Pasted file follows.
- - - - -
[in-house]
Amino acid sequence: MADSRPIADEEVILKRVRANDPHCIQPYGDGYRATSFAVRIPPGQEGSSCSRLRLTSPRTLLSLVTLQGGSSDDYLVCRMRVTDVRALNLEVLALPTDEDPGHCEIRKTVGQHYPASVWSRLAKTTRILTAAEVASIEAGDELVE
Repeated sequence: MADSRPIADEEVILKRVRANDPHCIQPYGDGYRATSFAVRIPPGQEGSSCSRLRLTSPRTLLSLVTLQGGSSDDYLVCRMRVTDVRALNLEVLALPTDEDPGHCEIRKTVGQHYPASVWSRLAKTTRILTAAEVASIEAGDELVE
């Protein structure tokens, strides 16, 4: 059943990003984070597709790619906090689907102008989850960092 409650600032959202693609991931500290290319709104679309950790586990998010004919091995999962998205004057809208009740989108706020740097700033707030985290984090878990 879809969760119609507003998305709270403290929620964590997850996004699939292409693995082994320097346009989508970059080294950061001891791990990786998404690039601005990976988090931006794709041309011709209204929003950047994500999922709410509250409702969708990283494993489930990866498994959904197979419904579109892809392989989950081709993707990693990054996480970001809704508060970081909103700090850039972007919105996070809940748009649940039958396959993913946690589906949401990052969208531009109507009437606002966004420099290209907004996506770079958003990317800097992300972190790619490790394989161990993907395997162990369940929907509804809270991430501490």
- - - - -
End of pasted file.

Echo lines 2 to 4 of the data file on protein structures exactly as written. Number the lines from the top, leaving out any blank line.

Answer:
Amino acid sequence: MADSRPIADEEVILKRVRANDPHCIQPYGDGYRATSFAVRIPPGQEGSSCSRLRLTSPRTLLSLVTLQGGSSDDYLVCRMRVTDVRALNLEVLALPTDEDPGHCEIRKTVGQHYPASVWSRLAKTTRILTAAEVASIEAGDELVE
Repeated sequence: MADSRPIADEEVILKRVRANDPHCIQPYGDGYRATSFAVRIPPGQEGSSCSRLRLTSPRTLLSLVTLQGGSSDDYLVCRMRVTDVRALNLEVLALPTDEDPGHCEIRKTVGQHYPASVWSRLAKTTRILTAAEVASIEAGDELVE
């Protein structure tokens, strides 16, 4: 059943990003984070597709790619906090689907102008989850960092 409650600032959202693609991931500290290319709104679309950790586990998010004919091995999962998205004057809208009740989108706020740097700033707030985290984090878990 879809969760119609507003998305709270403290929620964590997850996004699939292409693995082994320097346009989508970059080294950061001891791990990786998404690039601005990976988090931006794709041309011709209204929003950047994500999922709410509250409702969708990283494993489930990866498994959904197979419904579109892809392989989950081709993707990693990054996480970001809704508060970081909103700090850039972007919105996070809940748009649940039958396959993913946690589906949401990052969208531009109507009437606002966004420099290209907004996506770079958003990317800097992300972190790619490790394989161990993907395997162990369940929907509804809270991430501490």